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$500 reward offered for information leading to an arrest in garden

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SPRINGFIELD – One of Springfield’s most popular “teaching” gardens was heavily damaged by vandals during the evening of Sunday, May 29. Significant damage to the Master Gardener’s Demonstration and Kitchen Garden at the Springfield Botanical Center has prompted a $500 reward to anyone providing information that leads to an arrest.

“Right now, we are estimating a total of around $1000 worth of damage,” says Kelly McGowan, horticulture educator with University of Missouri Extension who co-leads the Master Gardener program. “Our Master Gardeners raise funds to equip and maintain that garden and invest thousands of volunteers hours too so we take this very personally.”

Kelly McGowan digs for garlic in the Master Gardeners Demonstration Garden at the Springfield Botanical Gardens. Garlic will be the center of attention during a festival on Sept. 2.

Kelly McGowan digs for garlic in the Master Gardeners Demonstration Garden at the Springfield Botanical Gardens. The garden was heavily damaged by vandals on May 29, and a $500 reward is offered for information leading to an arrest.

Because of the dollar value of the damage done, the crime is considered a felony.

“Our volunteers recently held a plant sale and raised nearly $12,000, but those funds are all budgeted in the next 12 months for the purchase of new plants and to fund public education programs. Additional funds will be needed for these repairs,” says McGowan.

In the demonstration garden, the low tunnel covering was destroyed and plants pulled out. Vandals overturned the work bench and broke the legs. The cold frame was broken and plants removed. A new roof to the shed was damaged, the work table was overturned, and the top broken. Several terra cotta pots were broken and plastic pots crushed, other plants destroyed, and the plant cart was removed to the railroad tracks.

Master Gardeners Pat DeWitt and Bryan Braley filed a report with the Springfield Police Department and a park ranger. Information about the damage has also spread among area volunteers via social media.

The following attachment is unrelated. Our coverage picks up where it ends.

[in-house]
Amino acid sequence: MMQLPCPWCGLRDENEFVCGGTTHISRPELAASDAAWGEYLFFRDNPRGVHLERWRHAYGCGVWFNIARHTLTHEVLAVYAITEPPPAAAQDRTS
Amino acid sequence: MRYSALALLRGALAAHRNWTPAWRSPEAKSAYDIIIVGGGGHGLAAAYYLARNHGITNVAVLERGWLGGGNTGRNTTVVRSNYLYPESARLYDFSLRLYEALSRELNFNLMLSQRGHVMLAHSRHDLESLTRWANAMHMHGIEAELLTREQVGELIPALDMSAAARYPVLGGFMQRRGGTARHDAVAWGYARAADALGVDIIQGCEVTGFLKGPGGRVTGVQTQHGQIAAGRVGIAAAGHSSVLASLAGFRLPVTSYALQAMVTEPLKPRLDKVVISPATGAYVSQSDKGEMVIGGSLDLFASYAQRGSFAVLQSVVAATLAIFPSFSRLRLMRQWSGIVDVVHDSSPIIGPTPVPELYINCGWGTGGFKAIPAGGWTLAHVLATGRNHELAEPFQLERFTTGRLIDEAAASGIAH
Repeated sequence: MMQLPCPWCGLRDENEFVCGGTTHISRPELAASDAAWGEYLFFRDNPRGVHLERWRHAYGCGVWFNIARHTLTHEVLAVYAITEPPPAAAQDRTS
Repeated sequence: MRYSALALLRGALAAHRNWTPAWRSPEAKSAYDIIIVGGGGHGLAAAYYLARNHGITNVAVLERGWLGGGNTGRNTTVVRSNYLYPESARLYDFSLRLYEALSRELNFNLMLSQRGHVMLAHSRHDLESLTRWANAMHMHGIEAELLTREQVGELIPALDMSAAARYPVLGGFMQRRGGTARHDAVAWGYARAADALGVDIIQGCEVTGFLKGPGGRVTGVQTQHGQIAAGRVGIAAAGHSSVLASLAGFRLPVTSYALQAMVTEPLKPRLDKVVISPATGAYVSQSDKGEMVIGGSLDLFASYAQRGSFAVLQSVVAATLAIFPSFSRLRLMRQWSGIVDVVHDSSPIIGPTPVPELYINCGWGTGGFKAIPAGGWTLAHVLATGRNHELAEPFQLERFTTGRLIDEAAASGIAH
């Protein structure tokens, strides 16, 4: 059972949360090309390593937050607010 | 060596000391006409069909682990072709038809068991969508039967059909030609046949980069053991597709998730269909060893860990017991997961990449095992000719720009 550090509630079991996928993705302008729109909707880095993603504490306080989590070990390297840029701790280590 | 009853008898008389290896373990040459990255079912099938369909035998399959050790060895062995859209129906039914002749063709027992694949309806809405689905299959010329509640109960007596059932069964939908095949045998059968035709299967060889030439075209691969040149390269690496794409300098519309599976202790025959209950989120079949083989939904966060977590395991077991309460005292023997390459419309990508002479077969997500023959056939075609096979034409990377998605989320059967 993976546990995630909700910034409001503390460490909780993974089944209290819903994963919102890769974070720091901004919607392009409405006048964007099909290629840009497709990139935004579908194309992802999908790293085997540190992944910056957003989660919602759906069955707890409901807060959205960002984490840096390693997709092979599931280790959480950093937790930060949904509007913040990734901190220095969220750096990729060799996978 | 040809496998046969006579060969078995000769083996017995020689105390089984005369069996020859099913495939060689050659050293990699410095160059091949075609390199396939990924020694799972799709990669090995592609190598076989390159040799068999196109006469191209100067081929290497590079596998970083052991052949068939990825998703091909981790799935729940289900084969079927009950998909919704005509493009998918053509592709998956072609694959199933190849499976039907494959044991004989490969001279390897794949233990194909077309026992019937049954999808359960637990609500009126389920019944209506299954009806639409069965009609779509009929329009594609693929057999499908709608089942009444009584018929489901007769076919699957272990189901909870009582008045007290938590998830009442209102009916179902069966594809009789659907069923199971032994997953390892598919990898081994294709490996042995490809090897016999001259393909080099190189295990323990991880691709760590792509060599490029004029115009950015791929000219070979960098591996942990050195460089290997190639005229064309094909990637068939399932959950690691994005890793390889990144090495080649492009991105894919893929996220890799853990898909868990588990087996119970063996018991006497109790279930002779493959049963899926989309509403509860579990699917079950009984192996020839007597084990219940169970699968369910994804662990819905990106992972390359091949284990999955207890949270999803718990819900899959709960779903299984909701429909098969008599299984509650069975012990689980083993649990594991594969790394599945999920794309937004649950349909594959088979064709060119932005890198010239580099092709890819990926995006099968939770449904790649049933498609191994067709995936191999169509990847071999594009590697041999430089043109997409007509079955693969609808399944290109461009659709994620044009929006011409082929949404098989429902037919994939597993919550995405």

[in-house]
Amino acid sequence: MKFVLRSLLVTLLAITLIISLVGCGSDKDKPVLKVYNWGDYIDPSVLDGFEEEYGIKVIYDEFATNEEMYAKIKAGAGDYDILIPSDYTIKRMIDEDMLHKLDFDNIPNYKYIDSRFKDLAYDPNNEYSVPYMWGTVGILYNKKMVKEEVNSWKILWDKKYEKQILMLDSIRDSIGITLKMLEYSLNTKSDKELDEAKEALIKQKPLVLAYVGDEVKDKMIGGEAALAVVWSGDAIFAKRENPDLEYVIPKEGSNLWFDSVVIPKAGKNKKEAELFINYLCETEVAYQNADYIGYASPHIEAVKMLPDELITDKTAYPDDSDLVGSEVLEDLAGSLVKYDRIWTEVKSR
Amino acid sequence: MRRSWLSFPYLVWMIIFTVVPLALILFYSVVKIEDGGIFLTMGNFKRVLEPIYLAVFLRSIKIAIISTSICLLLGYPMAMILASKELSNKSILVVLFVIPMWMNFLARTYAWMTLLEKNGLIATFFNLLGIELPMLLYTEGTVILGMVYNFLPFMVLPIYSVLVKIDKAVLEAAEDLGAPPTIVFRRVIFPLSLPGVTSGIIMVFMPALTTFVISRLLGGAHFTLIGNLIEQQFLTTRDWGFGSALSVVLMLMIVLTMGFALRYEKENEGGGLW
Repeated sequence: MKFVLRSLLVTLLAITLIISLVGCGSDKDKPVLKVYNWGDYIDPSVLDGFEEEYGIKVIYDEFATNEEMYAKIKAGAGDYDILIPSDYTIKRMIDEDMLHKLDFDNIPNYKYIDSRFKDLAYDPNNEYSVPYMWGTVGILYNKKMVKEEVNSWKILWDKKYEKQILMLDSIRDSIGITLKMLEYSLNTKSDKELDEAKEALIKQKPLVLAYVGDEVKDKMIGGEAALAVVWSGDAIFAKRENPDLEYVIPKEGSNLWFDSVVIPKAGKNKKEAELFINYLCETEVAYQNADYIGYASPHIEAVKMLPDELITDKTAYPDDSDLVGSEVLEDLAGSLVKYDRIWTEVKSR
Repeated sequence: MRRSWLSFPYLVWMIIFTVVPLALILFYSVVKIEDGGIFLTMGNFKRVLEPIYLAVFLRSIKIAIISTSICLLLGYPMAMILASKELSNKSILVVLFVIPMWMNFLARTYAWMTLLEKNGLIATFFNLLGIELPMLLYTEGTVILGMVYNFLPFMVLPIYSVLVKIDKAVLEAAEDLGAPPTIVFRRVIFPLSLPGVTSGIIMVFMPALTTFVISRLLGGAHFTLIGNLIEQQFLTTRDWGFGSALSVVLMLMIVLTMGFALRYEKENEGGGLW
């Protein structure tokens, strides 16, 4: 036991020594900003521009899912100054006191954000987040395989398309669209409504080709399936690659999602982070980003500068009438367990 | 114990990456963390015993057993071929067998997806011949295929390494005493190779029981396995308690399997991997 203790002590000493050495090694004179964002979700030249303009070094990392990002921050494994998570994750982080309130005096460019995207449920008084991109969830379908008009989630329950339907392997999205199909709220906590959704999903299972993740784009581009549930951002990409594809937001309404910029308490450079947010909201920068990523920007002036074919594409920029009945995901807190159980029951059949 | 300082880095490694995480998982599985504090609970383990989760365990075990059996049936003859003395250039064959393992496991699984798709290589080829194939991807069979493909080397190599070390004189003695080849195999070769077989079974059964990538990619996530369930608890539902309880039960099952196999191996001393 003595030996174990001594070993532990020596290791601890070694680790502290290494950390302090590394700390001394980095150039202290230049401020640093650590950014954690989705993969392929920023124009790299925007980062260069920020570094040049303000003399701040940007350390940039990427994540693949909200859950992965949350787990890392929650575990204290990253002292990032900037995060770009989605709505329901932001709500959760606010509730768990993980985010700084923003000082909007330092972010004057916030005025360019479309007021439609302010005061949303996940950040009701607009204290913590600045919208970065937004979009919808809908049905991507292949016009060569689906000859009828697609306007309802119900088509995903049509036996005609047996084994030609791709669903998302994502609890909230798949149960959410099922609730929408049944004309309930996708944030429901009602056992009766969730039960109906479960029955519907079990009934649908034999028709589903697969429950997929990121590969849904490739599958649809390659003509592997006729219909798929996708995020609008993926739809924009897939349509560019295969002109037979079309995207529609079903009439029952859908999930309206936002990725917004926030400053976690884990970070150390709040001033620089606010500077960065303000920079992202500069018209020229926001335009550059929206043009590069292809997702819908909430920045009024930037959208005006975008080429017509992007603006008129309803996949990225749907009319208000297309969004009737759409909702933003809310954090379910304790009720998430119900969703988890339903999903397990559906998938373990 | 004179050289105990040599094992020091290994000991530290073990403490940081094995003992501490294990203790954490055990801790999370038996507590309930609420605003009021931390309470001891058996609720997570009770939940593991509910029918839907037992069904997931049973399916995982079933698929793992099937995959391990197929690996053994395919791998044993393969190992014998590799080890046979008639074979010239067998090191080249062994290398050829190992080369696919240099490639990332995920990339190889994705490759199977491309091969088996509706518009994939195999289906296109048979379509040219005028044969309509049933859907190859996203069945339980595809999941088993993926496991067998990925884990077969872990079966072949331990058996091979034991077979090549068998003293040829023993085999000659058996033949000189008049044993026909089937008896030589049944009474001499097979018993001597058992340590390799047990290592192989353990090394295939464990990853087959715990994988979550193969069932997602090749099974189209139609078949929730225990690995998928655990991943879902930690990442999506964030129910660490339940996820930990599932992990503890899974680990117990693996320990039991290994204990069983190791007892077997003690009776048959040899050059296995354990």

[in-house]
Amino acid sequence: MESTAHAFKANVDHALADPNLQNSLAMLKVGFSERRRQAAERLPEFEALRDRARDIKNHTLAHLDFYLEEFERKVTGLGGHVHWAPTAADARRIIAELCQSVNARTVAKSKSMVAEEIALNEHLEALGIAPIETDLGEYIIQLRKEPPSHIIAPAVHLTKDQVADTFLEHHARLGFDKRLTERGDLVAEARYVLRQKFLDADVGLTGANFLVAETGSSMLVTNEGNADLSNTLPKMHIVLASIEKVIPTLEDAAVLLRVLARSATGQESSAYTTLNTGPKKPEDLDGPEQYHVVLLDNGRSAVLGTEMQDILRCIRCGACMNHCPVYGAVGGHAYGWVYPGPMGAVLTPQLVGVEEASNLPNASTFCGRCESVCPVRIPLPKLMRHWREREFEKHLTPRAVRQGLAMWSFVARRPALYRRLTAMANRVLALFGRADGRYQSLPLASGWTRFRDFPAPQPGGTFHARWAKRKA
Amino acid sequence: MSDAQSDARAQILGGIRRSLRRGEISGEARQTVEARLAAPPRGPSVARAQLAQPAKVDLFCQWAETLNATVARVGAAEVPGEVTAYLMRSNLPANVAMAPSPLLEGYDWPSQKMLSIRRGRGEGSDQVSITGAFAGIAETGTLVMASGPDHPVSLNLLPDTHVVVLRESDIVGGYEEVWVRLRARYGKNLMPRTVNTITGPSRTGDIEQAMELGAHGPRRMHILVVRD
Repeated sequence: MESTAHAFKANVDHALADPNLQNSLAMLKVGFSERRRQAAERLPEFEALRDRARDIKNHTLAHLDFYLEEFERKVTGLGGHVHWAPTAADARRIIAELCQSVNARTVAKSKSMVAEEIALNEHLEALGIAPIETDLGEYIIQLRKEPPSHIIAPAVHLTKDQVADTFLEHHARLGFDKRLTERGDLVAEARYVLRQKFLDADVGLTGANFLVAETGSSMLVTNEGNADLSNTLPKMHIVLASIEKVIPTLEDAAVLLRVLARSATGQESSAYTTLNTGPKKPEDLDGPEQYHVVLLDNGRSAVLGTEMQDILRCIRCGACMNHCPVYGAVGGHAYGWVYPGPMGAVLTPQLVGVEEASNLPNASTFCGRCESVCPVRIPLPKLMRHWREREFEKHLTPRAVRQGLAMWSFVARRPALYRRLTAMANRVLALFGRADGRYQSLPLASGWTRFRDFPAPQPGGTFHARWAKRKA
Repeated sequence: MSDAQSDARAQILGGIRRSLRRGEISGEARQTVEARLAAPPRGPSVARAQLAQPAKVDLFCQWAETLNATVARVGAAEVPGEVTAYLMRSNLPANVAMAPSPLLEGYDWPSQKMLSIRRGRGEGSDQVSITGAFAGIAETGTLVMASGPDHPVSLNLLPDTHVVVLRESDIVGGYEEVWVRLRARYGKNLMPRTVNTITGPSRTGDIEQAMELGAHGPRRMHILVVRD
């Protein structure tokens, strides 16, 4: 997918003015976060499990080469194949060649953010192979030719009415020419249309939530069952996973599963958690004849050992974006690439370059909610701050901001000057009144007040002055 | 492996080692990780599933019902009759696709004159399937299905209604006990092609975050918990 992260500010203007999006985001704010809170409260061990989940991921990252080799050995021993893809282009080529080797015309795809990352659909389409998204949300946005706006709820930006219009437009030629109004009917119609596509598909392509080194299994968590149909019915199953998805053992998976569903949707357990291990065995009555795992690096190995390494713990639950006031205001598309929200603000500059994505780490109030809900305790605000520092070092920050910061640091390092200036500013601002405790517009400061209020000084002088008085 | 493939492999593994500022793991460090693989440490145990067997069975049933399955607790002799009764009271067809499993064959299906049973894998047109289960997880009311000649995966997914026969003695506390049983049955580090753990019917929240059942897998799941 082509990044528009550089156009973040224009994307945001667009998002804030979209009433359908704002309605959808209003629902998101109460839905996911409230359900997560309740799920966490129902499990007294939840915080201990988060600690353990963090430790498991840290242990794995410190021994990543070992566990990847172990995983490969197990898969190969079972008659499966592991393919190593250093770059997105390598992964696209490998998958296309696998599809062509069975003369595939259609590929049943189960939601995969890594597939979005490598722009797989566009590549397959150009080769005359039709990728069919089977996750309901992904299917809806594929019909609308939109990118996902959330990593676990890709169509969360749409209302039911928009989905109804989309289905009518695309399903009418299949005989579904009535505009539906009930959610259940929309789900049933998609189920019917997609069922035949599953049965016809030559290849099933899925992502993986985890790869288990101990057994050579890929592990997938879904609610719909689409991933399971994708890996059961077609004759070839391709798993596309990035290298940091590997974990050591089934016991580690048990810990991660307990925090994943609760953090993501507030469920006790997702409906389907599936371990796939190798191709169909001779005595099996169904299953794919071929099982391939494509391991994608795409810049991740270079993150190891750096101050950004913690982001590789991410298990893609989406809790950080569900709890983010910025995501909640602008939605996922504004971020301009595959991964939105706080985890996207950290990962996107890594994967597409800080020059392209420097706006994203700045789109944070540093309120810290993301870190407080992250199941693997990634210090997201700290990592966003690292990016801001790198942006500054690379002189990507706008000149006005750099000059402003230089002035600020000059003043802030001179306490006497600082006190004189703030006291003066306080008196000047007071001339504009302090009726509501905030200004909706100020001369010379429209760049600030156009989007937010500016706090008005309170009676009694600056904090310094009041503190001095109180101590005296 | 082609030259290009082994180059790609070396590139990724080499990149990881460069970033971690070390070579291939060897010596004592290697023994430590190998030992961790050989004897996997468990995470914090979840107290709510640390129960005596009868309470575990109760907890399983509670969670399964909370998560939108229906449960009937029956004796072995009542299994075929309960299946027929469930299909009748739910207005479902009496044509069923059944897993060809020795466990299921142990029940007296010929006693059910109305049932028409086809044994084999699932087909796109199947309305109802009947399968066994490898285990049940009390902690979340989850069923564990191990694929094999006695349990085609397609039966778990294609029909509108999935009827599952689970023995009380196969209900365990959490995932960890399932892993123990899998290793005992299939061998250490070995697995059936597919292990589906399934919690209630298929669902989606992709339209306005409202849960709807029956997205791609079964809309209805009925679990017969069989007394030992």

“Although vandalism is not a new problem in the Park, this is particularly disturbing because of the amount of damage done. Our volunteers put in a lot of blood, sweat and tears to make these gardens look beautiful for the public and I struggle to comprehend what motivates people to do things like this,” says Patrick Byers, horticulture specialist with MU Extension and co-leader of the Master Gardeners of Greene County.

Tips on the identity of the vandals can be reported to the Springfield Police Department through Crime Stoppers tip line at 417-869-8477.

Master Gardeners of Greene County developed the original demonstration garden in 1994 on land provided by the Springfield-Greene County Park Board.

In 2001, the garden was completely reworked and expanded to include a semi-formal turf plot, a 2,300 square foot vegetable garden with harvested produce donated to the Ozark Food Harvest.

Expansion of the garden added a native Missouri wildflower section, a mixed border area of trees, perennials and shrubs, and a herb garden divided into culinary, scented, medicinal, and dying herbs, demonstrating best practices in gardening to anyone interested.

The Master Gardener program is a popular statewide volunteer community-service organization administered through University of Missouri Extension. The organization’s goal is to train gardeners who are willing to share their knowledge with others. Master Gardeners become volunteers of University of Missouri Extension and donate hours for community educational projects in horticulture.

George Freeman is a veteran journalist and photographer. An award-winning writer, editor and columnist in Springfield, Mo., with more than 50 years experience. His preference is for positive and uplifting stories about people, places, traditions and trends that make the Ozarks one of the most livable regions anywhere. A member of the Garden Writers Association of America, he is a past-president of the Society of Professional Journalists of Southwest Missouri, the Kansas and Ohio AP societies; a board member of Friends of the Garden and a member of the Rotary Club of Springfield. In 1976, he traveled to India as a member of a Rotary Foundation Group Study Exchange Team.

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